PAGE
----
Study the sportscasters you admire, but don’t copy their style. And then practice the 10,000 hours. The best way to do that is to grab a taping device, go to games, sit high in the stands away from others, call the game, then listen back and critique yourself, really being brutal. It’s not the same sitting in front of your TV with the sound down. You don’t want someone else to show you the pictures. You want to be able to see for yourself -- check out the defensive alignment, or what’s happening on the bench or in the dugout (depending on the sport). And it’s great to have that crowd ambiance.

It doesn’t have to be a Major League baseball game or NBA or NFL game. Go call a college game or even a high school game. The more experience you get, the better. Oh… and keep giving the score.

What's your Friday Question?  Please leave it in the comments section.  I'll try to get to it no matter what coast I'm on.  

Thursday, June 25, 2015

Striving for the BIGGEST laugh

The biggest laugh I think I ever had was from a joke on THE HONEYMOONERS. I must’ve rolled on the floor for five minutes straight.   If LMFAO is bigger than LOL, what is bigger than LMFAO because that's what I did?

THE HONEYMOONERS, for many of my younger readers (and hopefully I have more than six), was a 1950’s sitcom starring Jackie Gleason (who was a guy) as Ralph Kramden, a New York bus driver who was always looking to get rich.

In one episode, called “The $99,000 Answer” Ralph goes on a live national game show (very much like 500 QUESTIONS). He has to identify songs. At any time he could stop and keep the money he’s earned, or risk it all for more money if he answers the next question. You know the drill. He enlists the help of his best friend, Ed Norton (no, not the actor – the character played brilliantly by Art Carney) to prepare for the show. He rents a piano, gathers sheet music, and Norton tests him by playing various songs. All well and good but Norton has a quirk. He starts every song with the opening riff of “Suwannee River.” It drives Ralph insane.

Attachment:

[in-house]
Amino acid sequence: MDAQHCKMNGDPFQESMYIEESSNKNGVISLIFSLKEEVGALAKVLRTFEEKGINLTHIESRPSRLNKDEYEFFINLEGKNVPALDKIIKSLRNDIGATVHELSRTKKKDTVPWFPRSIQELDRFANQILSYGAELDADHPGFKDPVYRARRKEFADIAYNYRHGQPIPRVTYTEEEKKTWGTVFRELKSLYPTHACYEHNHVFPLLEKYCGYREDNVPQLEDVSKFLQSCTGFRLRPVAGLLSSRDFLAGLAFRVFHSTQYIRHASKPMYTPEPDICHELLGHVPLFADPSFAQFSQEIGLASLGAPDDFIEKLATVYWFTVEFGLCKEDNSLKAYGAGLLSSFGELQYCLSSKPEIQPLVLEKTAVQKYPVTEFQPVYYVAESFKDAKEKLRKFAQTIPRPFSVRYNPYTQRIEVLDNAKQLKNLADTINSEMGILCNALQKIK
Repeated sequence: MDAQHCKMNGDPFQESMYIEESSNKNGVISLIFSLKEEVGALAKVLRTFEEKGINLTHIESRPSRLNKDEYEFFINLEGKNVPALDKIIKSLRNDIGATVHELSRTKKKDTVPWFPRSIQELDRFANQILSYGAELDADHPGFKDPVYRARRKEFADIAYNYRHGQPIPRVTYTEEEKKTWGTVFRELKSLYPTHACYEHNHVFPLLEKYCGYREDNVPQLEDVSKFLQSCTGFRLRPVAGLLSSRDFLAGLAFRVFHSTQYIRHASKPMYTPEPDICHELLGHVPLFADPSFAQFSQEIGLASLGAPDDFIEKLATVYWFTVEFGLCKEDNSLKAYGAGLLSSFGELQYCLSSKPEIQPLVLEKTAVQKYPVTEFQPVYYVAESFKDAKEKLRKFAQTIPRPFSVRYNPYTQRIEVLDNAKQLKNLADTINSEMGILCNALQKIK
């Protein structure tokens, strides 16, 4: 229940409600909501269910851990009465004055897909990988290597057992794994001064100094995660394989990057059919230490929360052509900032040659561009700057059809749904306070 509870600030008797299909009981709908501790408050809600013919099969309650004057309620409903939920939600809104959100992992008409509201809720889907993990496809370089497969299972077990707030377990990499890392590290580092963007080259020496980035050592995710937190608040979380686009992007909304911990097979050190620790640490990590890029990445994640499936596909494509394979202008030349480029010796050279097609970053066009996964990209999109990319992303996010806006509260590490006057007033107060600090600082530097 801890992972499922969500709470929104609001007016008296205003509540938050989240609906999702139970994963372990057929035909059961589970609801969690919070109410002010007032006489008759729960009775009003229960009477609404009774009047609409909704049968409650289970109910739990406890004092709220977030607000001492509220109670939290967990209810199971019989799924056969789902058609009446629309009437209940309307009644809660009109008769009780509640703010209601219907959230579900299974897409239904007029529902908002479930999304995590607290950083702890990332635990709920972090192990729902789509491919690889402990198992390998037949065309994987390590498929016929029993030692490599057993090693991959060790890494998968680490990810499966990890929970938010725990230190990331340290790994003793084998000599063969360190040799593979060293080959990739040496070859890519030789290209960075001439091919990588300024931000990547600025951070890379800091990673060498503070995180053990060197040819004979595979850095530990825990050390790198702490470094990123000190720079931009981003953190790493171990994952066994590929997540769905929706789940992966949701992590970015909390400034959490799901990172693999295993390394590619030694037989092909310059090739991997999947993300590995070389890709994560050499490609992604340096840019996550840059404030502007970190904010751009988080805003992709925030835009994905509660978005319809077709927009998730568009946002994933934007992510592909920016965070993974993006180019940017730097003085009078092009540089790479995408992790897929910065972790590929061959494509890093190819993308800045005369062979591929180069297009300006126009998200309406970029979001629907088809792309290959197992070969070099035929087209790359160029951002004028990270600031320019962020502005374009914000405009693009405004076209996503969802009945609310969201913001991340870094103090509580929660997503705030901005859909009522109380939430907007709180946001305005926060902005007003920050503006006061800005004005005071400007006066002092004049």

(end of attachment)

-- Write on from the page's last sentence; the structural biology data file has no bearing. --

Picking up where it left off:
By the time he has to go on the show he knows every song ever written. Now the joke. 60 YEAR OLD SPOILER ALERT. The very first song they give him is “Suwannee River” and he doesn’t know it. Maybe because I was like eleven at the time but I didn’t see it coming. That joke utterly killed me.

Today we are more savvy. We’ve all seen a billion more sitcom episodes. It’s hard to imagine an audience not anticipating this punch line.

But I always loved it, and I always admired the courage of building an entire episode around one payoff. Talk about all or nothing. Plus, like I said, it’s harder to pull off today because audiences are more sophisticated to sitcom-plotting-ways.

Still, as a comedy writer, it’s something I always wanted to do. On CHEERS I got my chance. David Isaacs and I had an idea – what if Frasier and Lilith are worried because their toddler Frederick still hasn’t spoken? Lilith questions her own parenting skills. So Frasier takes over as primary care-giver. Frasier, of course, brings little Freddy to the bar every day. And this is what happens. (They won’t let me embed it so you’ll have to click on the link.)

Happily, the studio audience did not see it coming and erupted in huge prolonged laughter. It was both a rush and a major relief.

Writing it proved to be a bitch, but not for the reason we expected. We had to somehow set up the joke without telegraphing it.  That part we knew.  To do that we established that parking meters were now installed on the nearby streets and Norm had to feed the meter every couple of hours. That way he could enter the bar four or five times and Frederick could learn the pattern. But what it meant for me and David was that we had to write four or five Norm entrances. At that point in the series run writing one was a bitch. We kept grumbling through the entire first draft, “We are such schmucks! We did this to ourselves!”

Ultimately, the show worked like a charm. The episode title, by the way, is “Breaking In Is Hard To Do” and it’s available on Hulu Plus if you want to watch it. I can’t embed that either.

But I owe it all to THE HONEYMOONERS and writers Leonard Stern & Sydney Zelinka. Another great example of an entire episode based on one gigantic payoff is the “That’s My Boy” installment of THE DICK VAN DYKE SHOW. I won’t spoil that if you haven’t seen it (I gave you sixty years to see “the $99,000 Answer”), but thanks to writers Bill Persky & Sam Denoff.

Wednesday, June 24, 2015

The funniest movie of the year!

Finally I can recommend a Hollywood comedy that’s actually FUNNY. Go see SPY. I can’t remember the last time I watched a supposed comedy and laughed out loud repeatedly. Or at all.

Thank you Paul Feig. It’s like you’ve taken the best of Judd Apatow and eliminated all the pretense, indulgence, bullshit, and Adam Sandler and crafted an action-comedy that is both smart and silly.